Stories from our isolation bubbles

In these confusing and rapidly changing times that we are experiencing, all of us here at the Fringe Project felt it was really important to keep in contact. To kick this off, Matt sent round an email to our volunteers asking them to send in their antidotes, stories and photos of what they have been up to during this time so that we could share them.

Thanks to everyone that sent their stories and piccies to us. In fact, our main picture for this blog was created by Keith using the tools that can be found around in his man shed. Keith can usually be found happily putting up kissing gates, fencing, cattle corrals and brushcutting paths when he is out with us. However, we are seeing another light to him in this great photo.

Another one of our regular volunteers, Bob who can be seen regularly walking around Whitlingham Country Park with his dog, sent in some photos that he took while out and about there. He noticed that the park volunteers had recently finished off some hedgelaying work along the lane and was able to admire the flowering of blackthorn springing to life. At home Bob recently made a new stand for some of the sticks he has been making. The stand was made from a salvaged drawer from an old chest et voila! Upcycling and recycling, way to go Bob and thank you for your photos.

Spring cleaning taken to new heights.

Meanwhile somewhere in Norwich another couple of our volunteers were busy doing some spring cleaning up a ladder. Krissie with Lorna’s help (next door neighbour) decided to put some window boxes up on the top windows. No worries there, until Krissie spotted that the gutters needed a good clearing out. So, a ladder was propped up against their shared porch roof and then Krissie had a light bulb moment. Why not use her Henry Hoover to really get into those dirty areas of the guttering? Hence this funny photo was captured. Thanks for the smiles and laughter ladies. I am sure those gutters are sparkling clean now.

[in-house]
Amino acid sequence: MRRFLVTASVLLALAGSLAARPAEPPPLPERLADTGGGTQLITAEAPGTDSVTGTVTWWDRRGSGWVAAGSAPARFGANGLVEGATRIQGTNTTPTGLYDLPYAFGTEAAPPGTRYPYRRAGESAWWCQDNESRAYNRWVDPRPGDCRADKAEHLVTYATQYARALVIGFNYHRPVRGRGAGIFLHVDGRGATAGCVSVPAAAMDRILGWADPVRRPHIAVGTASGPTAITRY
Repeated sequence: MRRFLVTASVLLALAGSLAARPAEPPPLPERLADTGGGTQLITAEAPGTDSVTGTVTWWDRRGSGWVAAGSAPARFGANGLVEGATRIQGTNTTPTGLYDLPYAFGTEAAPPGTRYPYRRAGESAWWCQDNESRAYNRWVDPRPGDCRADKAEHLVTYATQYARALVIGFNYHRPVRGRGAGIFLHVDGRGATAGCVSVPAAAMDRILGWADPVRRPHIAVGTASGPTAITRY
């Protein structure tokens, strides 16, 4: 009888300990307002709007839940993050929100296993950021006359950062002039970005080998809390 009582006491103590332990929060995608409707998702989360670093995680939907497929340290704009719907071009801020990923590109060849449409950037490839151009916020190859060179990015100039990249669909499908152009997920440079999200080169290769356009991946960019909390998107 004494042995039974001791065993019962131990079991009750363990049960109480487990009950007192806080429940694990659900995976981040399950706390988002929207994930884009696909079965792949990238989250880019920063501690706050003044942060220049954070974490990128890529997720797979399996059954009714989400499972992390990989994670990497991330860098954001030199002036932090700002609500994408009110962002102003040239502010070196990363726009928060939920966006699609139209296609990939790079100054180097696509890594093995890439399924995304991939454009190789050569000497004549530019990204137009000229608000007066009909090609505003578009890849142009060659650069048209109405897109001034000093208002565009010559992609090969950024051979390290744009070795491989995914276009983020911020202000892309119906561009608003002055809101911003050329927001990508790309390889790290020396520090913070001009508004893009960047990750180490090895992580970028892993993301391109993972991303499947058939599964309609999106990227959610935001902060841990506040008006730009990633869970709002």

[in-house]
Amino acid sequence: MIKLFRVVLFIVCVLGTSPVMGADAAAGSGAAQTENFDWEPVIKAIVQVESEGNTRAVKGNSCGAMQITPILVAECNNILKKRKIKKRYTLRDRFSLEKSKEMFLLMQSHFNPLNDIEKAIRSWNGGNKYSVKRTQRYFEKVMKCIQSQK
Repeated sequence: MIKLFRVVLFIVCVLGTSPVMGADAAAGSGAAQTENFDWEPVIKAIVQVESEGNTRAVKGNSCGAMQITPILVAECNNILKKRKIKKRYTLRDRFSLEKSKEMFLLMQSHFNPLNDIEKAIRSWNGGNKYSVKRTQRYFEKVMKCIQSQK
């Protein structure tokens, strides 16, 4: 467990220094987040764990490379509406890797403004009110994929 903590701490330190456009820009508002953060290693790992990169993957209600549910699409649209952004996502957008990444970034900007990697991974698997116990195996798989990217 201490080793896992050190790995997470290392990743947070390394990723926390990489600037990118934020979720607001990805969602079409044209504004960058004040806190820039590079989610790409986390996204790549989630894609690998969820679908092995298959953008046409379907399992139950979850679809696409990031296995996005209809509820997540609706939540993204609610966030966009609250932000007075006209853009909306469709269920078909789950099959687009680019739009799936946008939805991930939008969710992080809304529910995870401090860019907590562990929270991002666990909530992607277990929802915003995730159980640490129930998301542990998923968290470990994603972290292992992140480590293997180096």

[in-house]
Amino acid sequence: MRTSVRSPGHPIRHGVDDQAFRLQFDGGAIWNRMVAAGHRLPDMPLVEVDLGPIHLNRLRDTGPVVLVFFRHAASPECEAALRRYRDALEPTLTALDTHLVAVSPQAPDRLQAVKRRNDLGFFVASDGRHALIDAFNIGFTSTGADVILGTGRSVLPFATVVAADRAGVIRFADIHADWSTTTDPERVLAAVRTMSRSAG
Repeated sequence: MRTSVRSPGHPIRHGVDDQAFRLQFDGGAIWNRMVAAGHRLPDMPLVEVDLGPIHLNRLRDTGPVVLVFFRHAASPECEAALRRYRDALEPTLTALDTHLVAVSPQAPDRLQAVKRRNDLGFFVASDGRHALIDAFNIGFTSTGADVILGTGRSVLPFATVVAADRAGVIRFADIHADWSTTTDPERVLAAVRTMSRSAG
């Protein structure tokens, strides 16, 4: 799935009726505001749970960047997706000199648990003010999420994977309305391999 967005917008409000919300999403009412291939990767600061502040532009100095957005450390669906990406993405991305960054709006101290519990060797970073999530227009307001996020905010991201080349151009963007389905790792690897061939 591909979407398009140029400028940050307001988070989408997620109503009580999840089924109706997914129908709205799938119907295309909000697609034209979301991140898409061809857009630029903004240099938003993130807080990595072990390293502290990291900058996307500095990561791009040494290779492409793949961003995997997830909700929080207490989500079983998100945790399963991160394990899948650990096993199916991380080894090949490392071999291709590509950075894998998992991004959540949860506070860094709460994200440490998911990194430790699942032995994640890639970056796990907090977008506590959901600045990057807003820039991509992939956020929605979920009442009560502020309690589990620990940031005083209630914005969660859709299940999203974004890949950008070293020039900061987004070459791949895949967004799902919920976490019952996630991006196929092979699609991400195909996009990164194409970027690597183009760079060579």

Fireman Chris when not seen pushing a mower, brushcutting or keeping an expert eye on our bonfires can be found happily pottering around in some vegetable beds. His photos show that the bed with the tall stalky things are 3 varieties of onions and some garlic, the bed against the wall, has 2 rows of parsnips and 1 row of carrots (another row of carrots will be sowed in about 4-6 weeks’ time), the bed with beads are lime granules for broccoli, pots in the  greenhouse – beetroot, tomatoes, cucumbers, courgettes broccoli and the odd herb. Looking forward to any extra parsnips that may drift my way and into my cooking pot Chris as the last lot, made a fantastic soup. Thanks for the mouth-watering photos.

In my neck of the woods, I have been busy cleaning up our hedgehog house and feeding box for the return of one of our nightly hedgehog visitors from the PACT Animal Sanctuary near Hingham. Last year we saw a very small hedgehog wandering around our garden at lunchtime looking for food and water. It was quickly bundled up and transported to PACT for rescuing and overwintered there along with other rescued hedgehogs. Ian and I named the little one Wibbly and last week I received a call from PACT that Wibbly was ready to be picked up. Off I dashed and when I arrived, I was handed back 2 boxes, one containing Wibbly and another one containing a male which I called Spare. Both were released into the garden at dusk and happily shuffled their way into my ferns before disappearing somewhere else that night. I would like to think that they are hunkering down in one of my wood piles but can’t say for sure. I do know that the food we leave out each night is eaten, and the bowl licked clean.